Chemistry and Biochemistry
The world is full of questions.
We turn to scientists for answers to many of them. Is this water safe to drink? Will these two things explode if I mix them together? Whether you want to be a toxicologist testing the safety of our water and soil, a materials scientist designing the next solar cell, or a forensic chemist analyzing crime scene evidence, we need people like you—people with answers.
Undergraduate Degree Programs
Bachelor of Science in Chemistry
Chemists work to remediate air pollution or create novel antibiotics. They study gold nanoparticles, crystal engineering, and organic superconductors. Our program will prepare you to make a career out of solving problems and answering tough questions that have a real impact on our lives and environment.
Minor in Chemistry
The Department of Chemistry and Biochemistry offers two minors and participates in the Computational Science Interdisciplinary minor.
Synthetic Organic Chemistry
Dr. Stephenson focuses on the synthesis of sensors based on supermolecular interactions, utilizing synthetic organic chemistry to form useful new materials; in other words, his main interest is in studying the interaction of molecules in order to make biocompatible sensing materials. Specifically, Dr. Stephenson's projects work to synthesize and study new sensors based on xanthene dyes such as rhodamine B. The sensors are formed by modifying existing dyes to have specific functions.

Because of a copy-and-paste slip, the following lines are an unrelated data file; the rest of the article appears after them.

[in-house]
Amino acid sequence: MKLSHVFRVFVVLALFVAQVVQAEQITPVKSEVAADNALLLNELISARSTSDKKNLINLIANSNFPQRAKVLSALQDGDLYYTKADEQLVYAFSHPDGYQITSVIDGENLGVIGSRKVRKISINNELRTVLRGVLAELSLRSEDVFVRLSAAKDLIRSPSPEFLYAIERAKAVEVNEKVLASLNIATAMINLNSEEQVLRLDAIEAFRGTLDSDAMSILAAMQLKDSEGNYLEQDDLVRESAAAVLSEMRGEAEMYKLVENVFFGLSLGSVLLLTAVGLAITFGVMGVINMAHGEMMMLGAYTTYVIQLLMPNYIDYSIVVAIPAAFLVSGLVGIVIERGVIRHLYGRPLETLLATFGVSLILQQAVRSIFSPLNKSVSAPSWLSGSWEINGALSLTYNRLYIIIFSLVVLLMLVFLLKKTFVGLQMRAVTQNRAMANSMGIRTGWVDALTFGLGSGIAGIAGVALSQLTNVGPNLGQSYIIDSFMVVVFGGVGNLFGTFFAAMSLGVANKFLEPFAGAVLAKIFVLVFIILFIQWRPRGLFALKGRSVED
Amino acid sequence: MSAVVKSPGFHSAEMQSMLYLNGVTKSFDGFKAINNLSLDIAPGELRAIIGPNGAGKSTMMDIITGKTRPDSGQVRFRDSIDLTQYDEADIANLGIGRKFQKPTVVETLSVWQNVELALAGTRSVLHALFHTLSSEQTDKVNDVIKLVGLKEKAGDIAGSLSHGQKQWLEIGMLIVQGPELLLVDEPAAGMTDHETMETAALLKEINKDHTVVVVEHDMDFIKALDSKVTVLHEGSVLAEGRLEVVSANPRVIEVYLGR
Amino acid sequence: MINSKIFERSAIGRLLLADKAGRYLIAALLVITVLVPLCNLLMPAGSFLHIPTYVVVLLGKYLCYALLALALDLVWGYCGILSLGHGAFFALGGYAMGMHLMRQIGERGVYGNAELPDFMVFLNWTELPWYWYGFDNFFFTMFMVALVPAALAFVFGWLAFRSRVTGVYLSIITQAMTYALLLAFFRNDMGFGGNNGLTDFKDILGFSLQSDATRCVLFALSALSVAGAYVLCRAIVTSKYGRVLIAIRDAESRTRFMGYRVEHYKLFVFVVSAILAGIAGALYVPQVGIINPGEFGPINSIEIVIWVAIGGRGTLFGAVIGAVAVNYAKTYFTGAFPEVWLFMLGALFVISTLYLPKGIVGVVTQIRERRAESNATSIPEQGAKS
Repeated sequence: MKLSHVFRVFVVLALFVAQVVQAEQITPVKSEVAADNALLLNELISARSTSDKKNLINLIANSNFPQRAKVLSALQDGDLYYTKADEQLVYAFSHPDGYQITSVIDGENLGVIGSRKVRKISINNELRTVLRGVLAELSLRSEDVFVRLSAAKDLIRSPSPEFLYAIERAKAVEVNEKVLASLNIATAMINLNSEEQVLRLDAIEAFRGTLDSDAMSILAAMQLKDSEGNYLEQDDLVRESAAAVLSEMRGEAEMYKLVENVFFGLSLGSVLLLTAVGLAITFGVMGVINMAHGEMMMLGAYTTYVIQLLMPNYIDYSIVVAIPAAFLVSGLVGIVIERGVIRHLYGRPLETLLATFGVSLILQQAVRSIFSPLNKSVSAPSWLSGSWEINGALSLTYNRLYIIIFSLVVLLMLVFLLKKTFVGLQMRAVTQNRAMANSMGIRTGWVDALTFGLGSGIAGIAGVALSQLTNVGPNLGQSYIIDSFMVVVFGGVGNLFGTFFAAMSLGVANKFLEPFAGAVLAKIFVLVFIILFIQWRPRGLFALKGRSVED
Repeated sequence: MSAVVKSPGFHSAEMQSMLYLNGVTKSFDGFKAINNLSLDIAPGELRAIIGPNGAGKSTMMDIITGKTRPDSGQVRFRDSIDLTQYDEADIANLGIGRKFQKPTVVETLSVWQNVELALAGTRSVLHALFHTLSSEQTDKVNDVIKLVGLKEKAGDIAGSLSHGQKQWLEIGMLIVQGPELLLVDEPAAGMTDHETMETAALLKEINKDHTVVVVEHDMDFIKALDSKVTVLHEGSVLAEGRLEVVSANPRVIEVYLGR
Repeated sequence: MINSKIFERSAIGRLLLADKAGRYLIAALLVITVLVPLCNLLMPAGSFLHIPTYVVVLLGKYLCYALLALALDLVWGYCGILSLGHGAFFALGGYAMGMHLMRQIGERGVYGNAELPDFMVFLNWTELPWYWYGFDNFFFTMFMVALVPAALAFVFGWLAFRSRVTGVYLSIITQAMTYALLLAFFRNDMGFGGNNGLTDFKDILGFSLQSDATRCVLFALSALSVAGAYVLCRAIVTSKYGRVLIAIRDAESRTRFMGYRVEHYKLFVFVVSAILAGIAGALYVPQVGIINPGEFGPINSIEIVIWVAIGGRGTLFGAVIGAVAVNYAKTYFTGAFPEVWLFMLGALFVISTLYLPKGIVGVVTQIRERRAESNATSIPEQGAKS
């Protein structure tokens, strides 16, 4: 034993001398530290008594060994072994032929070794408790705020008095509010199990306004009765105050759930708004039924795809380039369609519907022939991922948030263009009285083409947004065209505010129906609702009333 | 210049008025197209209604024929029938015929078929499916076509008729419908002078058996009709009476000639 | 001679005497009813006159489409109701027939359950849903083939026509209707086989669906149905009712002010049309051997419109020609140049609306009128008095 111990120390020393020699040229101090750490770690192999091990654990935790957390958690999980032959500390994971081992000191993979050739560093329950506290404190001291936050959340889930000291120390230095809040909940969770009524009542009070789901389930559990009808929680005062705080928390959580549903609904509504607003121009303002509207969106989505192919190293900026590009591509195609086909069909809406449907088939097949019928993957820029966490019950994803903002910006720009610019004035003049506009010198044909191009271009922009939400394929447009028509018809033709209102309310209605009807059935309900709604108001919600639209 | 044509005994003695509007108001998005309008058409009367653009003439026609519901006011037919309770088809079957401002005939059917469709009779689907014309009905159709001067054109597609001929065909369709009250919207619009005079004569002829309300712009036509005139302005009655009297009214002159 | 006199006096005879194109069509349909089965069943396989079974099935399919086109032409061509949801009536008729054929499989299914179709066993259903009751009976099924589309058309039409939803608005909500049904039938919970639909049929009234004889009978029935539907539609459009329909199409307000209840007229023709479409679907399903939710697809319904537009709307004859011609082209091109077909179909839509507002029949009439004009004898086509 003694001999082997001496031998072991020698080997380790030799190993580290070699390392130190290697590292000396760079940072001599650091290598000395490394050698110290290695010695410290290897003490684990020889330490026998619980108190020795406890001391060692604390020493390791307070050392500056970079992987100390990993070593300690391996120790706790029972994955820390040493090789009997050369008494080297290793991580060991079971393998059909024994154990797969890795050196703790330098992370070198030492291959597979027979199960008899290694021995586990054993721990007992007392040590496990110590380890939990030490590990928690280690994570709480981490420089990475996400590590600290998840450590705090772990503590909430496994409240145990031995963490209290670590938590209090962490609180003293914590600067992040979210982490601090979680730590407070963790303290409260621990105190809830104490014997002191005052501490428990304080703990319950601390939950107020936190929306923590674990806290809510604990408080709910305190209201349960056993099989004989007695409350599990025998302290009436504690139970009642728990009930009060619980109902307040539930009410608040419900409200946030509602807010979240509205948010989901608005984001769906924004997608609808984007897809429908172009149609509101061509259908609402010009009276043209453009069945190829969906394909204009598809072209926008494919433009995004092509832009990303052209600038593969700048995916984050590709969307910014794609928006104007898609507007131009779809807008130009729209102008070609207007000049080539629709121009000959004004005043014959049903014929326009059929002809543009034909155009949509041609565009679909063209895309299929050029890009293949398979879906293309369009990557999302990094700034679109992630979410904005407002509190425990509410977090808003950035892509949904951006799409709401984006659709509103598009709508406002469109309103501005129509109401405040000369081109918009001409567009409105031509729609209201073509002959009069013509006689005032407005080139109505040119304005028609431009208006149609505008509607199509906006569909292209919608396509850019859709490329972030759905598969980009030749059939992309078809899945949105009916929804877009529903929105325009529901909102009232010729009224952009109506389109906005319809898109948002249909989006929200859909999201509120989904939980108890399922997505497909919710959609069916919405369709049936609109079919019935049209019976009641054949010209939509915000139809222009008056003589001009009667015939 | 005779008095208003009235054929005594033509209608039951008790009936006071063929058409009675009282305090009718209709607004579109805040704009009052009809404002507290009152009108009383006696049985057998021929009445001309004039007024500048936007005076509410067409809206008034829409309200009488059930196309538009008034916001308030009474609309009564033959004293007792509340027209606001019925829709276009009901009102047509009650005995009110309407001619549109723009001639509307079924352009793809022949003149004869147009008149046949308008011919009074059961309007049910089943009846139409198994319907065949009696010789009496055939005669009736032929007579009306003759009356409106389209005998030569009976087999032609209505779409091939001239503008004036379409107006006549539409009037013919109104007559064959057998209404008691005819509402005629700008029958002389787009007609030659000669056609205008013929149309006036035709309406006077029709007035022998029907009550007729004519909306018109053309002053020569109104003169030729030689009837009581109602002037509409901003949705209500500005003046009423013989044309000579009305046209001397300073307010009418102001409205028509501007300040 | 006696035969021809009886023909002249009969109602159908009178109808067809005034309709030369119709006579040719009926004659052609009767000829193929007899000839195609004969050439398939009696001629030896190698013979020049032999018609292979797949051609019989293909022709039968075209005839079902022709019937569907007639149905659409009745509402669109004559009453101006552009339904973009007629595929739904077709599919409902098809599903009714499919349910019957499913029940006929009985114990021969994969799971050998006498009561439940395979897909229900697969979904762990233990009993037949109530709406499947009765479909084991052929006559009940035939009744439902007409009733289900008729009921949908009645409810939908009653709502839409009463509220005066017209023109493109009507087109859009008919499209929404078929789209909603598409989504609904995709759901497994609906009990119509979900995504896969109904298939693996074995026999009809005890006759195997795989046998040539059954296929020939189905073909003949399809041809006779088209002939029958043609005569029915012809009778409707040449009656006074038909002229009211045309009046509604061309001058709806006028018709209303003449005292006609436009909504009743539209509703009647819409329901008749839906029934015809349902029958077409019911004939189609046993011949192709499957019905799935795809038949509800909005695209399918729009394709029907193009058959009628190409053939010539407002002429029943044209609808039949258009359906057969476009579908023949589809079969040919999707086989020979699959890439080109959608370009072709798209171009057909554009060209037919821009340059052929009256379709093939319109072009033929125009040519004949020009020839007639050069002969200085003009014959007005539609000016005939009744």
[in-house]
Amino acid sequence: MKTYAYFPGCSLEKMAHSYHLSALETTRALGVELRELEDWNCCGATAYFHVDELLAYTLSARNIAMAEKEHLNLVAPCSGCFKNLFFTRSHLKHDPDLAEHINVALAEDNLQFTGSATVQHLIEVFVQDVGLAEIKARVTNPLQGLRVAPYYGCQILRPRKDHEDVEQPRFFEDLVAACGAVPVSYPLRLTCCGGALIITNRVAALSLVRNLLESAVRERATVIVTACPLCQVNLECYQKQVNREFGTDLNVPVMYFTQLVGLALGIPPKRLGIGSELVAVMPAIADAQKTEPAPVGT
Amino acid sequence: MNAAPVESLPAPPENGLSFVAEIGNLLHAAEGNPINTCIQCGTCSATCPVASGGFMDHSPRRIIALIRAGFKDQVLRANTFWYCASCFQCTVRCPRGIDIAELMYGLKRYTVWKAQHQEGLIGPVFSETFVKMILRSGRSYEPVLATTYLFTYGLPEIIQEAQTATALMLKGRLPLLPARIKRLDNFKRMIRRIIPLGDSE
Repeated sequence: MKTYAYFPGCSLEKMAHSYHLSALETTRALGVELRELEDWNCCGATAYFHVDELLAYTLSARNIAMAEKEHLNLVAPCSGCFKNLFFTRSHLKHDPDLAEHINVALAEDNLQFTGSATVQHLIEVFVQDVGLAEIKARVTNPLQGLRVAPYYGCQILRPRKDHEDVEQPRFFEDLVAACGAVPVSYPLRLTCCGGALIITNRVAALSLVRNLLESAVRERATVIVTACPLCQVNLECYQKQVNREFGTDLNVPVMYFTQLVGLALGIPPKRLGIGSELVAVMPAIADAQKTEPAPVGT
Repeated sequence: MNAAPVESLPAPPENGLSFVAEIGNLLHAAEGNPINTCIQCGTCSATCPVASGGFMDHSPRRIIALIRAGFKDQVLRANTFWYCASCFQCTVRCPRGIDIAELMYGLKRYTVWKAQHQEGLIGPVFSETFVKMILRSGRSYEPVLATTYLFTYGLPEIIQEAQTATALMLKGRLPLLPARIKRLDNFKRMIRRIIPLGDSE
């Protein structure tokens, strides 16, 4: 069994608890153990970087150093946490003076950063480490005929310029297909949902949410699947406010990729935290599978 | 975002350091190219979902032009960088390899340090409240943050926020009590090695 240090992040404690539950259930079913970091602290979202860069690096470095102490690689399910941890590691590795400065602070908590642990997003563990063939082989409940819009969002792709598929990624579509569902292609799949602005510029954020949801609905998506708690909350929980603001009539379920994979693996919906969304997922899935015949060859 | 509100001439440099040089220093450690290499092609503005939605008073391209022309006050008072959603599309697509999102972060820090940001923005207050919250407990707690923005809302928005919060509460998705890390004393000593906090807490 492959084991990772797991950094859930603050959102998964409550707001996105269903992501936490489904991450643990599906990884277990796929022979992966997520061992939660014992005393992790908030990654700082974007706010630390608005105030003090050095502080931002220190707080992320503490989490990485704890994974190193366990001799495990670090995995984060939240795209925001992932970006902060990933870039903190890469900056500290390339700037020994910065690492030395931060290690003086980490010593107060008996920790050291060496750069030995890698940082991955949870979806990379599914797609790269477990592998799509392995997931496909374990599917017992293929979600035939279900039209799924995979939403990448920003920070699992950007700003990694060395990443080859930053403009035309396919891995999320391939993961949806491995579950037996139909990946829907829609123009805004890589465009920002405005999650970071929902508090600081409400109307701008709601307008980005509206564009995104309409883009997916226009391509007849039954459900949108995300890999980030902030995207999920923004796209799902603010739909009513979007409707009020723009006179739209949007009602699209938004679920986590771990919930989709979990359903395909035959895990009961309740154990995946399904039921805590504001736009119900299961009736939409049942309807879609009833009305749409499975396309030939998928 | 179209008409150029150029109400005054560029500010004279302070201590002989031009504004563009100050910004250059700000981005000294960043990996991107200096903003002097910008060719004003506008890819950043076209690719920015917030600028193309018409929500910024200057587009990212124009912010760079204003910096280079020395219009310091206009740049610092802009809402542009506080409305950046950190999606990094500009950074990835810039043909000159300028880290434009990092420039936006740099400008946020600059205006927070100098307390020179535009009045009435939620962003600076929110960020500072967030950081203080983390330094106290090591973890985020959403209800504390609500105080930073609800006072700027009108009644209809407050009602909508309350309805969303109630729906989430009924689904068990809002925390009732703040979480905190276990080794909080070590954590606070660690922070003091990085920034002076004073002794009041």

Organic Superconductor Synthesis
Students working under Dr. Qin will have the opportunity to synthesize novel charge transfer complexes based on sulfur-rich, aromatic, heterocyclic molecules; students will then test these compounds as new organic conductors and superconductors that could help form the basis for superconducting power grids.
Dr. Lynn Vogel Koplitz studies non-covalent interactions in crystals using synthesis, crystal growth, X-ray diffraction, spectroscopic, calorimetric, and computational methods. Undergraduate students in her research group also collaborate with other scientists at Loyola, Xavier, and Tulane to determine properties of a model set of organic salts. Their discoveries can be used in the fields of crystal engineering, supramolecular design, and drug/target interaction.